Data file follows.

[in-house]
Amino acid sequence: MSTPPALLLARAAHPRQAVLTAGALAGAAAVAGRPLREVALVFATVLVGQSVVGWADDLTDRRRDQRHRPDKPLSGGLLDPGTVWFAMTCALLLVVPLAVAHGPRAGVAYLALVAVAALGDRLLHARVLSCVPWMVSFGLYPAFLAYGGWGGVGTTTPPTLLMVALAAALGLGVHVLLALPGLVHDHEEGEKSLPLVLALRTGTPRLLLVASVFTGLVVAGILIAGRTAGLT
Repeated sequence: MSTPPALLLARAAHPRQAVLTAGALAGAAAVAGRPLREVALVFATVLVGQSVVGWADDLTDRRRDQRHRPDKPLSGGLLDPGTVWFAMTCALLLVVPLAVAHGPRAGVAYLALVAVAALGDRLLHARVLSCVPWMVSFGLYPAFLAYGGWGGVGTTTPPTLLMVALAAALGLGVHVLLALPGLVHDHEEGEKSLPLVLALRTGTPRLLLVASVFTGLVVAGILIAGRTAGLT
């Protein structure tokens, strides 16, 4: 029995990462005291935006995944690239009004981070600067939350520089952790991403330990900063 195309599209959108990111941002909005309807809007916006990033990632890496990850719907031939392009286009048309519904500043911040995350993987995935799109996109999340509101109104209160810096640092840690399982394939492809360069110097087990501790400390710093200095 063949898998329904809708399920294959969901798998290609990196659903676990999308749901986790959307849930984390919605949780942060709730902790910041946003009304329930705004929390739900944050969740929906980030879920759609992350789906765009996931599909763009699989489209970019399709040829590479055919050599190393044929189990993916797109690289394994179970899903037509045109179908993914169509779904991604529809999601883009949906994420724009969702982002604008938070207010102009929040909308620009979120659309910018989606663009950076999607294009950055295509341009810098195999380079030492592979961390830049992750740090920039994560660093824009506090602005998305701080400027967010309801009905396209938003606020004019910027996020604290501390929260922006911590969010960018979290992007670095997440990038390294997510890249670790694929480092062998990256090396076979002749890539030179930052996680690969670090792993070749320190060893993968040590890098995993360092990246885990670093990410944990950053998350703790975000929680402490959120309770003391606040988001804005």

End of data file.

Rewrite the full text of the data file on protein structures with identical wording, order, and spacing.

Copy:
[in-house]
Amino acid sequence: MSTPPALLLARAAHPRQAVLTAGALAGAAAVAGRPLREVALVFATVLVGQSVVGWADDLTDRRRDQRHRPDKPLSGGLLDPGTVWFAMTCALLLVVPLAVAHGPRAGVAYLALVAVAALGDRLLHARVLSCVPWMVSFGLYPAFLAYGGWGGVGTTTPPTLLMVALAAALGLGVHVLLALPGLVHDHEEGEKSLPLVLALRTGTPRLLLVASVFTGLVVAGILIAGRTAGLT
Repeated sequence: MSTPPALLLARAAHPRQAVLTAGALAGAAAVAGRPLREVALVFATVLVGQSVVGWADDLTDRRRDQRHRPDKPLSGGLLDPGTVWFAMTCALLLVVPLAVAHGPRAGVAYLALVAVAALGDRLLHARVLSCVPWMVSFGLYPAFLAYGGWGGVGTTTPPTLLMVALAAALGLGVHVLLALPGLVHDHEEGEKSLPLVLALRTGTPRLLLVASVFTGLVVAGILIAGRTAGLT
């Protein structure tokens, strides 16, 4: 029995990462005291935006995944690239009004981070600067939350520089952790991403330990900063 195309599209959108990111941002909005309807809007916006990033990632890496990850719907031939392009286009048309519904500043911040995350993987995935799109996109999340509101109104209160810096640092840690399982394939492809360069110097087990501790400390710093200095 063949898998329904809708399920294959969901798998290609990196659903676990999308749901986790959307849930984390919605949780942060709730902790910041946003009304329930705004929390739900944050969740929906980030879920759609992350789906765009996931599909763009699989489209970019399709040829590479055919050599190393044929189990993916797109690289394994179970899903037509045109179908993914169509779904991604529809999601883009949906994420724009969702982002604008938070207010102009929040909308620009979120659309910018989606663009950076999607294009950055295509341009810098195999380079030492592979961390830049992750740090920039994560660093824009506090602005998305701080400027967010309801009905396209938003606020004019910027996020604290501390929260922006911590969010960018979290992007670095997440990038390294997510890249670790694929480092062998990256090396076979002749890539030179930052996680690969670090792993070749320190060893993968040590890098995993360092990246885990670093990410944990950053998350703790975000929680402490959120309770003391606040988001804005």